As a father and grandfather, a college professor and president, and now as president and CEO of UNCF (the United Negro College Fund), the umbrella organization for 37 historically black colleges and universities (HBCUs) and the nation's largest provider of college scholarships to students of color, I have attended my share of college graduation days. And what never fails to move me is the presence of so many parents and grandparents beaming with pride as their children walk across the stage to receive their diplomas.
And beam they should. Professors and teachers have played important parts in getting students to and through college. But nobody has played a longer or more important role than their parents. If only we could equip and empower more mothers and fathers to get fully behind their children's education, our college graduation rate would be much higher than it is.
Which is why everyone who wants more young people to get the college education they need--and that we as a country need them to have--should applaud the release last week of Parents 2016: Hearts and Minds of Parents in an Uncertain World, a study commissioned by Learning Heroes, a non-profit that "helps parents navigate the changes happening in classrooms across the country so they can help their children be successful in school."
Hearts and Minds dispels the widespread misconception that when students don't go to college it's because their parents don't recognize the importance of a post-secondary education. In fact, however, Hearts and Minds finds that "parents of K-8 public school students--irrespective of race, ethnicity, income level, and educational attainment--share high expectations for their children. Chief among these is that 75% of all parents and even higher proportions of African American (83 percent) and Hispanic (90 percent) parents believe that attaining a two- or four-year college degree is very important for their child."
Hearts and Minds confirms the findings in Done to Us, Not With Us: African American Perception of K-12 Education, UNCF's Frederick D. Patterson Research Institute's 2012 study of the attitudes toward college of low-income African American K-12 parents and caregivers. Our research shows that "87 percent of African American parents have high aspirations for their children and overwhelmingly want them to graduate from college," and that "74 percent of low-income parents believe it is extremely important for their children to attend and graduate from college."
What's the obstacle then? Why aren't more students getting college degrees?
Hearts and Minds identifies two major factors. One is that although parents believe that their children are mastering the subjects they need to succeed in college, the evidence of attainment tests says otherwise. Ninety percent of parents believe their children are performing at or above grade level in reading and math. But only one out of three students, and only 18 percent and 19 percent, respectively, of African American students, are actually doing so.
Here, too, Hearts and Minds confirms the findings in UNCF's Done to Us, Not With Us. "The gap between parental aspiration for their children to attend a four-year college and the reality of their academic readiness is much more troubling than parents realize," Done to Us, Not With Us reported, adding that this gap often negatively affected their sons' and daughters' ability to get into college.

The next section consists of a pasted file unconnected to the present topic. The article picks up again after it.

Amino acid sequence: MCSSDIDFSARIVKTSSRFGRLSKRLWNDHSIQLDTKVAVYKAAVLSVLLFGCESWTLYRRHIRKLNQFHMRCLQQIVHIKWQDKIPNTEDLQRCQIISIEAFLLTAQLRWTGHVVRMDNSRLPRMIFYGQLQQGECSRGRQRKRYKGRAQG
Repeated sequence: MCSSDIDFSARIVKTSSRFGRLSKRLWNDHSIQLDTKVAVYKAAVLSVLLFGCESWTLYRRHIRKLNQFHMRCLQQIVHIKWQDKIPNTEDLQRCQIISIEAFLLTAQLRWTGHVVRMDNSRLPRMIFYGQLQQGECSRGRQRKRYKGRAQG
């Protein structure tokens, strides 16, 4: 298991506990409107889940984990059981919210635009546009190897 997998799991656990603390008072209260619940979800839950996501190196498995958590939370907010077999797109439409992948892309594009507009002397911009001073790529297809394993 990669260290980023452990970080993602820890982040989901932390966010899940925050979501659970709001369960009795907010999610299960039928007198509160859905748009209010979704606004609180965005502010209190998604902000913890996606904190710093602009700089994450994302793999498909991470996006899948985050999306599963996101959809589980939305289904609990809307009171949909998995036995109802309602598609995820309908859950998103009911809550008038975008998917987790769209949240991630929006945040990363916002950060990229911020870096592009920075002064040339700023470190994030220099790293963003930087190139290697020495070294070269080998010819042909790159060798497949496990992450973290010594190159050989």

And in those areas where parents are recognizing the need--paying for college, peer pressure, children's emotional health and happiness, and safe use of the Internet and social media--many feel they need more information to enable them to be effective influencers of and advocates for their children. "Fifty-nine percent of parents say they would benefit most from more information and knowledge in the area of financing college," the Hearts and Minds report found. "A notable share (52 percent) could also use tips on minimizing the stress of standardized testing. Half of all parents say they would benefit from information in dealing with peer pressure and fostering self-esteem."
In light of those parental anxieties, perhaps Hearts and Minds' most valuable contribution is its "Readiness Roadmap," an online toolkit to assist parents in helping and supporting their children.
Created by Learning Heroes with resources from Univision, National PTA, Scholastic, GreatSchools, Common Sense Media and other partners, the Readiness Roadmap provides parents with academic expectations by grade, tips on paying for college, information on emotional health and happiness, conversation guides to make the most of parent-teacher conferences and parent-child conversations, tools to help parents understand where their child might need additional support and personalized resources to meet their child's individual needs.
Learning Heroes' Parents 2016: Hearts and Minds of Parents in an Uncertain World and the Readiness Roadmap are important contributions to the growing movement to empower parents in the education of their children. UNCF's report confirms Learning Heroes' findings: parents want to guide and support their children's educational progress to and through college, but they need information about the most effective way to do so. In the Hearts and Minds study and Readiness Roadmap, they have a powerful toolkit to fulfill the role their children need them to play.
The more parents who get and use the aids Learning Heroes has just released, the more students we will see receiving their college degrees, and the more beaming parents we will see on college graduation days across the country.